And further -
No Access To Women
It must be remembered that tango, foremost, was the dance of the poor, the underprivileged - the 'lower class'. This group of people had less access to venues where tango was danced, and furthermore had less cultural 'finesses' or boundaries. As a result of these influences there evolved a culture in which it was acceptable for tango to be danced in the streets. Hence even before tango was danced between men, we must imagine in our minds a culture where it was quite common for couples to dance out in the open. In fact a specific style, Tango Orillero, was even evolved out of outdoor suburban tango dancing.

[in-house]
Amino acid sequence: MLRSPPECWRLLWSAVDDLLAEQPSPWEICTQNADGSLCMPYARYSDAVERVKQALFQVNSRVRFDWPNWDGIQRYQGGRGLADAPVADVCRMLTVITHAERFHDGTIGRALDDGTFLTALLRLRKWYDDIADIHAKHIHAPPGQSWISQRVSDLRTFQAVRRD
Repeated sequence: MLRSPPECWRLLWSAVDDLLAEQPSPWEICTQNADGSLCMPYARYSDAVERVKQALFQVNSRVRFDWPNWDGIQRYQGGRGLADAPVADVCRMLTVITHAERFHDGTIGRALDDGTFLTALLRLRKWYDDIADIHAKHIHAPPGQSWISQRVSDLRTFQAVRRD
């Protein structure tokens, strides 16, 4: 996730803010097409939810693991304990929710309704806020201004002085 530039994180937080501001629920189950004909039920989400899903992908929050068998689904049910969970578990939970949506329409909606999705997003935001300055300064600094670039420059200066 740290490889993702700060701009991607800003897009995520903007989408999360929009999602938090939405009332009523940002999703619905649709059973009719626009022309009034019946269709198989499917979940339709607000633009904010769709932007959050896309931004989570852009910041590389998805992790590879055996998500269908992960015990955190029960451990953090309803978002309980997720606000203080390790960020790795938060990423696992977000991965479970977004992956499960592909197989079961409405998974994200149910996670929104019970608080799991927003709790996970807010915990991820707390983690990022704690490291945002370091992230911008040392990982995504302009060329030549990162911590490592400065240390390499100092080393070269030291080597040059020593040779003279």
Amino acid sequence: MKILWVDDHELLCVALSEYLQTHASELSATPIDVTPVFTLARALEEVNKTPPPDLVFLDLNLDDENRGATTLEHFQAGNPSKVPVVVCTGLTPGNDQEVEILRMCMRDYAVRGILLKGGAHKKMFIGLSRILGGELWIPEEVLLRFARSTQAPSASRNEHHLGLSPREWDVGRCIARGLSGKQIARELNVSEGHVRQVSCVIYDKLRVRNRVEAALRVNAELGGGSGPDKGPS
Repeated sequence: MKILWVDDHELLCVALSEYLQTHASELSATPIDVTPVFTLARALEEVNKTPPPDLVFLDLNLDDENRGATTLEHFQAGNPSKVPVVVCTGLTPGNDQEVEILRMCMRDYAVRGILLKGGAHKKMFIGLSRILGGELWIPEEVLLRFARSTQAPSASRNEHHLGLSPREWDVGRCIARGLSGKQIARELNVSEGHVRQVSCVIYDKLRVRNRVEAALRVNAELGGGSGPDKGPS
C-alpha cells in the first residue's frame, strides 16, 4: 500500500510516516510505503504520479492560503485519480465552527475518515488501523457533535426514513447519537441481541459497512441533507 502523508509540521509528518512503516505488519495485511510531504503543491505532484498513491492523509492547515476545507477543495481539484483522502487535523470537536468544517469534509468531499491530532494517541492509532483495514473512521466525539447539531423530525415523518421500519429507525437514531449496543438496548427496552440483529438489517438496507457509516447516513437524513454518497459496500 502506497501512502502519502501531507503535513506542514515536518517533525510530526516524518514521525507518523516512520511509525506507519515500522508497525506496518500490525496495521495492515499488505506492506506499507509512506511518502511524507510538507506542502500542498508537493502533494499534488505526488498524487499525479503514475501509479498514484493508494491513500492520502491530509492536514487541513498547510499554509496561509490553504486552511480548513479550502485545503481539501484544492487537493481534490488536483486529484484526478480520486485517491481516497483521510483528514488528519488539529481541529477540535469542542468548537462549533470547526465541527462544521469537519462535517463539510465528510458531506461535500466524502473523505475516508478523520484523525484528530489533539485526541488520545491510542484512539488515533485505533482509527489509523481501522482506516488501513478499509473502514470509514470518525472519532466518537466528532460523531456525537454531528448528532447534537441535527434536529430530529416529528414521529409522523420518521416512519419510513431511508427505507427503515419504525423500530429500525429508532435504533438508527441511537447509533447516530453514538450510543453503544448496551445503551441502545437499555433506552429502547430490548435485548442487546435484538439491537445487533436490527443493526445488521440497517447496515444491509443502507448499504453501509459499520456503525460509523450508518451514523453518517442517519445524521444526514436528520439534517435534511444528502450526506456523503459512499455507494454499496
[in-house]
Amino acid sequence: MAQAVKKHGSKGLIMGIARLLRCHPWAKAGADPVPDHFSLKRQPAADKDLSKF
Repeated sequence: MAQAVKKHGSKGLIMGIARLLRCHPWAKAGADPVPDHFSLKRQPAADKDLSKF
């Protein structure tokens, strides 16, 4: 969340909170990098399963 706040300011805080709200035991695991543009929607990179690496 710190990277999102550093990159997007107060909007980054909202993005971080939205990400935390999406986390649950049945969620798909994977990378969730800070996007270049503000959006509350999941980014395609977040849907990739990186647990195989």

But in the early 1900s, tango was changed forever by the advent of European immigration. One of the outcomes of this cultural shift was that it became unacceptable for women to dance on the streets. The proximity of men and women in public was considered to be a scandal - even touching slightly, let alone embracing. Many women, especially the young, were not allowed to go to practicas or milongas, except if accompanied with their parents. However men being men, they still wanted do what they men wanted to do - dance! A certain percentage of the men went to venues where it was acceptable to dance, but many others - due to limited means or access - had no option other than to continue dancing in the streets. At that point, if a man wanted to dance in the street, there was not much choice; his only option was to dance with other men, which is precisely what occurred.